The debate is on. The Obama forces and the Mitt Romney campaign are dueling back and forth with ads and heated rhetoric about Romney's record at Bain Capital.
Actually, this debate began during the Republican primary season, when Romney was eviscerated by his probusiness foes vying for the nomination. Rick Perry called the Bain approach to business "indefensible," "inherently wrong," "vulture capitalism," and Newt Gingrich called it "exploitation." So, those who are worried that the critique of Romney's role as a corporate raider is somehow a criticism of American capitalism or is somehow antibusiness should play back the Republican primary debate tapes.
Here are the fundamental questions about Romney and Bain: Did they help middle class, working families; did they create hundreds of thousands of jobs in America; was this American business at its best?
The answer, in my view, is clearly no. This is not George Romney running American Motors, this is not Steve Jobs creating Apple, this is not Ray Kroc developing McDonald's. This is Wall Street run amok, with little regard for jobs lost, pensions lost, debt piled up, lives and communities left in tatters. The sole purpose of Bain Capital was to make money, and lots of it, for themselves and their investors. It was not to rebuild companies and rebuild lives. It had nothing to do with job creation.
If this is the Romney business "experience"—thanks, but no thanks.
The scary part of the Bain experience is that we have a candidate who favors $5 trillion in tax breaks, mostly for the wealthy, while unfairly targeting middle class families. The budget and tax policies advocated by Romney and House Budget Committee Chairman Paul Ryan of Wisconsin are inherently unfair to working families and continue the shift in income and benefits to those who have prospered this past decade.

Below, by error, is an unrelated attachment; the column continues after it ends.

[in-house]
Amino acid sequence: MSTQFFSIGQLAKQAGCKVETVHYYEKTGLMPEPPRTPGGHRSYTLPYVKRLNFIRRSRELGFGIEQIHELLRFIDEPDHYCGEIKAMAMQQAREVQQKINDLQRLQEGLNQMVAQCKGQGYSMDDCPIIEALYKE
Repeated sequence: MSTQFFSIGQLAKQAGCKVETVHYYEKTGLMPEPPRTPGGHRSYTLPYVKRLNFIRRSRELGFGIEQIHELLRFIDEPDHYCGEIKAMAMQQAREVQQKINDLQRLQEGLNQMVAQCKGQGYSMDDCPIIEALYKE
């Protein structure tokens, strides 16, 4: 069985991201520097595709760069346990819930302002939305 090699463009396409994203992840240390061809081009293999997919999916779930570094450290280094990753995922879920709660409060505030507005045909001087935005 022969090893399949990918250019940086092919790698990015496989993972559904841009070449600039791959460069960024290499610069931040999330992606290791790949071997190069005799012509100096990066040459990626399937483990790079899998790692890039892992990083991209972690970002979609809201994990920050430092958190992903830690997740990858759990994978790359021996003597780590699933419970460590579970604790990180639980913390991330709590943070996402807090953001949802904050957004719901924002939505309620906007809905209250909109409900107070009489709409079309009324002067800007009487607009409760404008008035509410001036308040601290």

In short, the Romney platform and the Romney experience at Bain point to a potential president who delivers for the well-to-do, not those who have been hurt by the economic collapse.
So, why does Romney favor, for himself and his wealthy friends, tax breaks to put money in Swiss bank accounts and the Cayman Islands? Why does he support carried interest deductions for the wealthiest Americans that allow him to only pay 14 percent in taxes? Why will he not admit that just because he can afford the lawyers and fancy accountants does not make it right?
Romney's problem is that he is not supportive enough of real, fair, honest American capitalism—he is too tied to fast and loose Wall Street "exploitation" that got us all into this economic mess in the first place.
One can argue strongly that these money-making tactics have done far more harm than good to our economy and to American businesses over the past 20 years. That is why Bain and Wall Street excesses are so important to main street voters. That is why this debate about America's future course is so important this election year.